1. Make performance a choice
Don’t obsess on results (i.e. what you achieve), but instead obsess on the performance (i.e. what you do and how you do it). Tuning in to outputs the whole time is the equivalent of an Olympic athlete spending all their time thinking about a medal, which won’t always help.
Thinking about how they will win a medal and doing something about it with energy and determination would be much better.
Once you focus on inputs, and using the tips below, performance becomes a choice
2. Be active – accumulate 30 minutes of activity on most days of the week
Being fit increases stamina and energy levels, improves mental and physical performance and helps people to be more emotionally stable. The right amount of activity also reduces the incidence of disease, reduces anxiety, helps to manage stress and is a great treatment for mild depression. Not convinced… then do 30 minutes of brisk walking (can be 10 minutes in the morning plus 10 at lunchtime and 10 in the afternoon), or the equivalent, 5 times a week for one month and see whether it makes a difference to you… then decide.
What you eat provides the fuel for your body AND BRAIN. Too often we expect good performance without good fuel. Good fuelling involves…
3. Use food to fuel performance
- eating a healthy breakfast everyday
- establishing a habit of regular food intake throughout the day to maintain a consistent blood sugar level
- eat plenty of complex (low glycaemic index) carbohydrates
- keep fat/sugar intake to a minimum level
- make healthy choices the convenient option by keeping healthy snacks to hand
- eat lots of fruit and vegetables
Simple stuff, but incredibly effective
4. Stay well hydrated
Becoming dehydrated leads to a decline in both physical and mental performance. So, drink plenty of fluids throughout the day. No more than 4 cups of tea/coffee and about 2 litres of water (8 small glasses) consumed gradually through a 24 hour period is perfect.
5. Choose your attitude
This may sound too simple for many. But exercising some control over your mindset can make the biggest single difference to performance at work. Whether the work is flexible or fixed, choosing the attitude with which you will plan, approach and tackle it will all affect your performance and your results.
All too often the right attitude is regarded as something you have or have not, but it can be worked on like anything else.
6. Systematically build robust confidence
Elite performers have a robust sense of belief in their ability to be successful in the situation they are facing. We find that the very best performers work on this systematically and know their recipe for success. They know their strengths and they play to them as often as they can.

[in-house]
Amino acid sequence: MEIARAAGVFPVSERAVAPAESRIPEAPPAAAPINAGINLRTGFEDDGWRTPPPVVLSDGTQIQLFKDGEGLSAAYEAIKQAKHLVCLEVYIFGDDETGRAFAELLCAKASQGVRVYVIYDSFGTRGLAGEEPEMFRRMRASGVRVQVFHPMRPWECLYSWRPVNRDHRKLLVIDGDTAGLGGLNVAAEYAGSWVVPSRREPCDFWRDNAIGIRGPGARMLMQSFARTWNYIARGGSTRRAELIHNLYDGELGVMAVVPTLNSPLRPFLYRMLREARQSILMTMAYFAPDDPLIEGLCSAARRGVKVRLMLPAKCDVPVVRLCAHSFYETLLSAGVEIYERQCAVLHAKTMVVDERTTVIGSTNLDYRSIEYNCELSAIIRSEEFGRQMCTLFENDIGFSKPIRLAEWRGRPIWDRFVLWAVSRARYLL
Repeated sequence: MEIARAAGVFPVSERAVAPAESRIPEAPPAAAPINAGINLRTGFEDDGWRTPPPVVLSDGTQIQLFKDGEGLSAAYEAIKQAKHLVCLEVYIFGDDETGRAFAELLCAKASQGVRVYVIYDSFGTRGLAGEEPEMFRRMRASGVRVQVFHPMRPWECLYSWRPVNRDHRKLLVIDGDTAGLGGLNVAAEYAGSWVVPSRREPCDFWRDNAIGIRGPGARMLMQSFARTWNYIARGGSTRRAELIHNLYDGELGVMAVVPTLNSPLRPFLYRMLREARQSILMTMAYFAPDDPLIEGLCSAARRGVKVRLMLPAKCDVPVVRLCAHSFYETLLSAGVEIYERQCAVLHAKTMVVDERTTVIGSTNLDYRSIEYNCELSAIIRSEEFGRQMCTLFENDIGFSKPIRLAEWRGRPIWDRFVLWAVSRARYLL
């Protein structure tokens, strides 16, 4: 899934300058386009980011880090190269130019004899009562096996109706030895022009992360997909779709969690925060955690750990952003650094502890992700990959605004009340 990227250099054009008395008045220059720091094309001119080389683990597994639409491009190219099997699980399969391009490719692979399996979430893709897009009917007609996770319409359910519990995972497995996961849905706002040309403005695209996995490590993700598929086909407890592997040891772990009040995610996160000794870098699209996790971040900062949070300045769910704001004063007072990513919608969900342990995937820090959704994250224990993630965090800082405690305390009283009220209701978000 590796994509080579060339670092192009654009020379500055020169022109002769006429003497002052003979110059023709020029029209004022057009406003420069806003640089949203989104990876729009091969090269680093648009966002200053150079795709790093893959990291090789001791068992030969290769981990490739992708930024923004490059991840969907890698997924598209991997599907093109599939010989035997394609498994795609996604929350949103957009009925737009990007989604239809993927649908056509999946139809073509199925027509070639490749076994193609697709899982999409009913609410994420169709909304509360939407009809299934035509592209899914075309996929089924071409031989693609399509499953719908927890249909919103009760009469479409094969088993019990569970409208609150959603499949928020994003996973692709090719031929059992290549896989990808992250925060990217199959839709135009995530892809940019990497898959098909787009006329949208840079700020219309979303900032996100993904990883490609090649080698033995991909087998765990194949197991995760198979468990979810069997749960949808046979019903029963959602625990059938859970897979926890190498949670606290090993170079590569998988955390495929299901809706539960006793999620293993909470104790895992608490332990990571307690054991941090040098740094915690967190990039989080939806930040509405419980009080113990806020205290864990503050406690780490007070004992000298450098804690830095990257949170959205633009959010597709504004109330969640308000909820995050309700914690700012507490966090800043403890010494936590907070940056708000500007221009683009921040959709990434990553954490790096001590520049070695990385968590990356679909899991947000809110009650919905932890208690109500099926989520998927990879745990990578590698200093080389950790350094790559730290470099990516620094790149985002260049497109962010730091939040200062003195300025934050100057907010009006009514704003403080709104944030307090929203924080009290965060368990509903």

They review their past performances to draw out what went well, what they did to contribute and what they could improve. They accept and internalise praise when they receive it. And they mentally prepare themselves to meet all the potential demands and challenges of the task at hand.
7. Choose your company
Another performance factor that is often neglected or left to chance is the company that people keep both inside and outside of work. Friends, family and colleagues are part of your performance environment and your source of emotional support. Some will have more choice over who they mix with than others, but there is always a choice – even if it is who you choose to believe, or not.
Mixing with radiators, who give off warmth and encouragement, is usually preferable to mixing with drains, who seem to suck energy and hope from you!
8. Focus on controlling the controllable
Elite performers invest their time, energy and attention into the areas where they know they make a difference. They also choose NOT to spend time; energy and attention in areas where they have little control or impact. They control the controllable by choosing what they focus their time, energy and attention on, and they let go of the rest.
9. Take responsibility
Not “take responsibility for others”, but for yourself and for your performance. Great performers in sport rarely blame others (publicly they might blame officials, but internally they will focus on what they control themselves). Of course there is certain bravery to taking responsibility and having no-one else to blame, but mistakes are seen as opportunities to learn and to get better.
Great performers are also great learners and are focused on getting better.
10. Do the first nine with conviction and focus
It’s all very well reading a list of tips and thinking, “Mmm, some of those are good ideas.” None of it will make a single iota of difference to your performance unless you turn your intentions into actions with conviction and focus.
If you half-heartedly do one or two of these things you’ll only find out about the performance impact of half-hearted application.
Be curious & find out how good you can be by applying yourself fully to the things you think will make the biggest difference.
Download this accompanying Infographic.